The Society for Cardiovascular Angiography and Intervention (SCAI) has classified cardiogenic shock into stages from A through E. This was developed by a multidisciplinary team from cardiology (interventional, advanced heart failure and noninvasive), emergency medicine, critical care and cardiac nursing.
Stage A: “At risk” for cardiogenic shock – large myocardial infarction or heart failure, but not yet in shock, with normal mentation and systolic blood pressure of 100 mm Hg or more.
Stage B: “Beginning” shock – hypotension or tachycardia without features of hypoperfusion (normal mentation). Systolic BP < 90, mean arterial pressure (MAP) <60 or 30 mm Hg fall in BP.
Stage C: “Classic” cardiogenic shock – has hypotension with features of hypoperfusion, needing inotropes and mechanical circulatory support.
Stage D: “Deteriorating” – needs multiple inotropes or mechanical circulatory support to maintain perfusion. Initial interventions have failed.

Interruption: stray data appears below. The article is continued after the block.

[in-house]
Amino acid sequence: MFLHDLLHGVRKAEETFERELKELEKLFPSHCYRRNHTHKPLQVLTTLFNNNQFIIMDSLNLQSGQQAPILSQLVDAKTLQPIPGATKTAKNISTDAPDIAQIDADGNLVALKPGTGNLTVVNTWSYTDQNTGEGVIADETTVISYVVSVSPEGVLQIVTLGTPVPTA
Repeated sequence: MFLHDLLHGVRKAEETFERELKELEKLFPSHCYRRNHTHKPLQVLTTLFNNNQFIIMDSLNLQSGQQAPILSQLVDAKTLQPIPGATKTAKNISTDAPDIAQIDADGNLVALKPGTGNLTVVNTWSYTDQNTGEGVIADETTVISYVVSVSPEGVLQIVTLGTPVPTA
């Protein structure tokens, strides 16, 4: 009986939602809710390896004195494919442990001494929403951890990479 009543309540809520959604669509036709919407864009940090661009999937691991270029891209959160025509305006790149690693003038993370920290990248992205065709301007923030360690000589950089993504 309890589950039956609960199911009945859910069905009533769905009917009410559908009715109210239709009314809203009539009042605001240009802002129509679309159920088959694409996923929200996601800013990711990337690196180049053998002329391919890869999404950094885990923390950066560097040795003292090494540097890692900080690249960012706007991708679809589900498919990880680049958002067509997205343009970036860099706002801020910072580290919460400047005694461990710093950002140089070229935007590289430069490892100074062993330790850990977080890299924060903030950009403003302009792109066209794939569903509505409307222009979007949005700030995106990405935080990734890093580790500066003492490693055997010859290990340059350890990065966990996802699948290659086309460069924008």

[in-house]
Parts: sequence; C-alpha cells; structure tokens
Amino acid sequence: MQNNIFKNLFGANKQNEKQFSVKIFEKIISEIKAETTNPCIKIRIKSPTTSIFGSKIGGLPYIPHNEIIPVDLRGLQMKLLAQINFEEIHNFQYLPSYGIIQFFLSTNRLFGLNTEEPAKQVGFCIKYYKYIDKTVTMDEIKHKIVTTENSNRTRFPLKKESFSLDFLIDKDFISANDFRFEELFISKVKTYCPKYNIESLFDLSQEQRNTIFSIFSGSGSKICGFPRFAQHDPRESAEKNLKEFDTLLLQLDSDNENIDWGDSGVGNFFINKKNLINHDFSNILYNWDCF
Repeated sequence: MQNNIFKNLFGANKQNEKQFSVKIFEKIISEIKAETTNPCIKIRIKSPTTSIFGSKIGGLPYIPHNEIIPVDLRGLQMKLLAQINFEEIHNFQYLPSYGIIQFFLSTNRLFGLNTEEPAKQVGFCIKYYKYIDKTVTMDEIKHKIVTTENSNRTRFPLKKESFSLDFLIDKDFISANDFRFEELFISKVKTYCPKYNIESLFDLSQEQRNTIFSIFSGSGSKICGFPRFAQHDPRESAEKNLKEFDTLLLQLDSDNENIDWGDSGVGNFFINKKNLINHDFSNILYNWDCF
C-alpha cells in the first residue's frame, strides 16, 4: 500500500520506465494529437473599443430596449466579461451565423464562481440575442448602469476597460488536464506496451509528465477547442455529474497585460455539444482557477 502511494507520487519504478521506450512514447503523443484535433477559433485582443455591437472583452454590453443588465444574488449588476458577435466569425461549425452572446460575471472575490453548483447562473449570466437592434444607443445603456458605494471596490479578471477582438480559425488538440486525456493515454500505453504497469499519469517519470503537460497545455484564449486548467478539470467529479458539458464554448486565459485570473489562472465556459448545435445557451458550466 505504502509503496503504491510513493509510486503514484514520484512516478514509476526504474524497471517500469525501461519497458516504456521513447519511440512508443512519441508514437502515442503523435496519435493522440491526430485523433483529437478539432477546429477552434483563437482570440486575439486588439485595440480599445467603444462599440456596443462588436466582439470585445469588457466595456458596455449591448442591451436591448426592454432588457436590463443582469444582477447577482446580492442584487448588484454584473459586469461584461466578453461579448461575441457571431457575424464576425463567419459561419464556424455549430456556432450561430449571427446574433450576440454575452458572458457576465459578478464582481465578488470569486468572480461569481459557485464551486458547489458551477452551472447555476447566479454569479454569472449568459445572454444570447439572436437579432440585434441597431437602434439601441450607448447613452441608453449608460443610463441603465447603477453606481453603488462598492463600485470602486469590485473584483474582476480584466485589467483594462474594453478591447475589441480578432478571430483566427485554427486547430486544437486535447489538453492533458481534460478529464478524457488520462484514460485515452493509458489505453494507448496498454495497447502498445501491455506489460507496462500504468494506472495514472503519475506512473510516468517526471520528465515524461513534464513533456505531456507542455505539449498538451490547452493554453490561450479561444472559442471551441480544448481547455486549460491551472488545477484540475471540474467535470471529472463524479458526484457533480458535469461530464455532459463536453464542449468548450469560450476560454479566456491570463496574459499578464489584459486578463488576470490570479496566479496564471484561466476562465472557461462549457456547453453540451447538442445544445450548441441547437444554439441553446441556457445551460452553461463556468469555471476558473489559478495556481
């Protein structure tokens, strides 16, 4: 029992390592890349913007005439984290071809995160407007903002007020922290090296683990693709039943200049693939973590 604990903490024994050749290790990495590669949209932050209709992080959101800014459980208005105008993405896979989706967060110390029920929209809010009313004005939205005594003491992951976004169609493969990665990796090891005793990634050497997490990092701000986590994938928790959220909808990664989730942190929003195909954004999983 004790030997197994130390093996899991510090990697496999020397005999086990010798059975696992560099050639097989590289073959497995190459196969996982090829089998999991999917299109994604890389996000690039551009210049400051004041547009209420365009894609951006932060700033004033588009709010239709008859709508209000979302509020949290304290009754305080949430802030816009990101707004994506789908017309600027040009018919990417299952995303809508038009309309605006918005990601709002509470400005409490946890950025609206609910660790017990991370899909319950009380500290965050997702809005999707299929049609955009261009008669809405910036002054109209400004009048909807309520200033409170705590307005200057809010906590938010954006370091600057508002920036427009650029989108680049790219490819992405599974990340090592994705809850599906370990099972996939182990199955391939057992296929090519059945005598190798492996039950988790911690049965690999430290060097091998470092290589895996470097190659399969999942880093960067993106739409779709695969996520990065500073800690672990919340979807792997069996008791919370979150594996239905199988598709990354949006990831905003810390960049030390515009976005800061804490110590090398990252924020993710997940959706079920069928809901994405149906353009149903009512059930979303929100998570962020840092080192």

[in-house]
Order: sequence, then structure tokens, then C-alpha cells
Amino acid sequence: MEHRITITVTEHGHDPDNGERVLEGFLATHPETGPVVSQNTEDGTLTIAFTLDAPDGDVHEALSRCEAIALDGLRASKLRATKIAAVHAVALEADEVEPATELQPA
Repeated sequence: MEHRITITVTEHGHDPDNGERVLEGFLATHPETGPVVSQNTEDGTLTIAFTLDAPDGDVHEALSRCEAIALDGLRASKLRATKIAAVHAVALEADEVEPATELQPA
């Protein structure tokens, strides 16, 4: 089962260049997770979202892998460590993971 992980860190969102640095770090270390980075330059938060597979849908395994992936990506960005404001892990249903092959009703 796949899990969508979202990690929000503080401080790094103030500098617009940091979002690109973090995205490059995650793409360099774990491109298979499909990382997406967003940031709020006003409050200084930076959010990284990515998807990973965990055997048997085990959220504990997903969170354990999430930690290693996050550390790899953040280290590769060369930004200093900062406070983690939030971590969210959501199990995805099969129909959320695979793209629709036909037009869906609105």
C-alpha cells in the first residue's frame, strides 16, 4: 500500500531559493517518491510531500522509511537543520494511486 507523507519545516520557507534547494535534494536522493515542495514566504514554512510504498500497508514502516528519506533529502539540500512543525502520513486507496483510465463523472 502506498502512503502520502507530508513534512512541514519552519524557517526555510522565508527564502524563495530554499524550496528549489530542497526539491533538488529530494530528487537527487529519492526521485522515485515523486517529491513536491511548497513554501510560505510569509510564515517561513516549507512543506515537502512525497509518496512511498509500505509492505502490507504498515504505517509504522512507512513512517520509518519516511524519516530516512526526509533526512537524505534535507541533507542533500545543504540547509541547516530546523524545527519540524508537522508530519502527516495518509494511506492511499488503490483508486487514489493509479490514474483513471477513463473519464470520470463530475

Stage E: “Extremis” – in cardiac arrest with ongoing CPR or ECMO support, nearly pulseless, hypotension despite maximal support.
This is a brief description of the stages. More detailed description is available in the SCAI statement (Free Full Text).
A study from Mayo Clinic retrospectively classified patients who were admitted in cardiac intensive care unit between 2007 and 2015 . Of the total 10,004 patients, 43.1% had acute coronary syndrome, 46.1% had heart failure, and 12.1% had cardiac arrest. 46% of the patients were in stage A and 1% in stage E with others in between. Unadjusted hospital mortality was 3% in stage A and 67% in stage E, with others in between. When assessed at the time of admission to cardiac intensive care unit, the SCAI shock stage provided robust hospital mortality risk stratification.